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Colleges That Change Lives - the real scoop?

eb23282eb23282 684 replies19 threads Member
So what's the real scoop with the CTCL schools? CC is filled with praise for CTCL schools like Denison, but then there's nothing for a school like Lynchburg. Is it because the CTCL schools vary so greatly with selectivity? For instance:

Denison:
SAT (Reading + Math) middle 50%: 1200-1410
ACT middle 50%: 27-31

Lynchburg:
Average SAT composite score: 1120
Average ACT score: 23


These are significant differences, and a student matched for Denison would not be the same student matched for Lynchburg. I guess I'm trying to figure the value CTCL brings and how best to use it as a source.
19 replies
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Replies to: Colleges That Change Lives - the real scoop?

  • allyphoeallyphoe 2524 replies61 threads Senior Member
    It suggests schools you may not have considered.
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  • eb23282eb23282 684 replies19 threads Member
    @allyphoe But that's my point - those considering Denison are not going to consider Lynchburg. They fit a different academic profile. Plus, Denison is well known and well discussed, while Lynchburg is not discussed at all.
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  • socaldad2002socaldad2002 1779 replies33 threads Senior Member
    edited January 15
    It’s a catchy title to get people to buy their books. All colleges have the ability to change lives. The colleges in the book are mostly small, private, LAC located in the NE and Midwest. If that is what you are looking for great, but I wouldnt put the book on a pedestal.
    edited January 15
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  • happy1happy1 23319 replies2307 threads Senior Member
    edited January 15
    IMO CTCL is a marketing tool that came out of a book written long ago. It is a way for a number of small schools to get their names out there as a group.

    While you may get some college ideas from the CTCL book, IMO each CTCL school must be researched independently to determine the fit/appropriateness for any given student. There are many sources other than the CTCL book that you can use to research individual schools (the college's website, the common data set, other guide books etc.).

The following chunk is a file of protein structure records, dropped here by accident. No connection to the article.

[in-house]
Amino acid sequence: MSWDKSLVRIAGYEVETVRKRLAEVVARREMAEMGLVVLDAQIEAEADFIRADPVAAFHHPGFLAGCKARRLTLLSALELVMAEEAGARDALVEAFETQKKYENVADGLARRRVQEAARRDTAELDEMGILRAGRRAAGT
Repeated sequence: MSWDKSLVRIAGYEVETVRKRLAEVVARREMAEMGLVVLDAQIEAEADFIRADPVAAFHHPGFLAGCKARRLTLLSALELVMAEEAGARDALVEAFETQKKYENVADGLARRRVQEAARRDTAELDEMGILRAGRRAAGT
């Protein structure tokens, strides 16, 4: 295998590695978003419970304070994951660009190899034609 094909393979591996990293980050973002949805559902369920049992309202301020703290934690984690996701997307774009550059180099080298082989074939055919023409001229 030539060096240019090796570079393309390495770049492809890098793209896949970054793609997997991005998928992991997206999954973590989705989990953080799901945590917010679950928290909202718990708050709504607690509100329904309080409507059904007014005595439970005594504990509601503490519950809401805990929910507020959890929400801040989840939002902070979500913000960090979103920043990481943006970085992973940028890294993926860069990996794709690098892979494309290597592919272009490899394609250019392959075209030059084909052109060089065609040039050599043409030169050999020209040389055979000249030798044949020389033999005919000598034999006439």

And yes, of course any college can change a person's life.
    edited January 15
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  • merc81merc81 10931 replies179 threads Senior Member
    edited January 15
    With respect to the book, it might be interesting to consider the ambitious subtitle as well: 40 Schools that Will Change the Way You Think About Colleges.
    edited January 15
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  • tkoparenttkoparent 299 replies5 threads Member
    I agree with others here that the CTCL book can be a useful reference if your child is interested in LACs. Reading the descriptions can give you ideas about the schools included as well as questions you might want to ask about any school you are considering. I read it cover to cover, but then I also read the Fiske Guide, the Insider's Guide and the Princeton Review guide more or less cover to cover with respect to the LACs included in those guides. As I recall, Lauren Pope's original goal was to identify schools with acceptance rates above 50% that offer an excellent and highly-personalized education, places where kids could grow. (Maybe the book's most important purpose is reminding parents that such places do exist!) The list has changed somewhat over time - I read that Grinnell and Franklin and Marshall were both on the original list but dropped off as they became more competitive. Other schools like Denison and Reed presumably they see some benefit in staying in.
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  • cptofthehousecptofthehouse 29925 replies59 threads Senior Member
    As others have said, the book written many years ago by Loren Pope was very limited in the colleges described and mentioned. It’s not a big fat college guide. Also, much has changed from those years.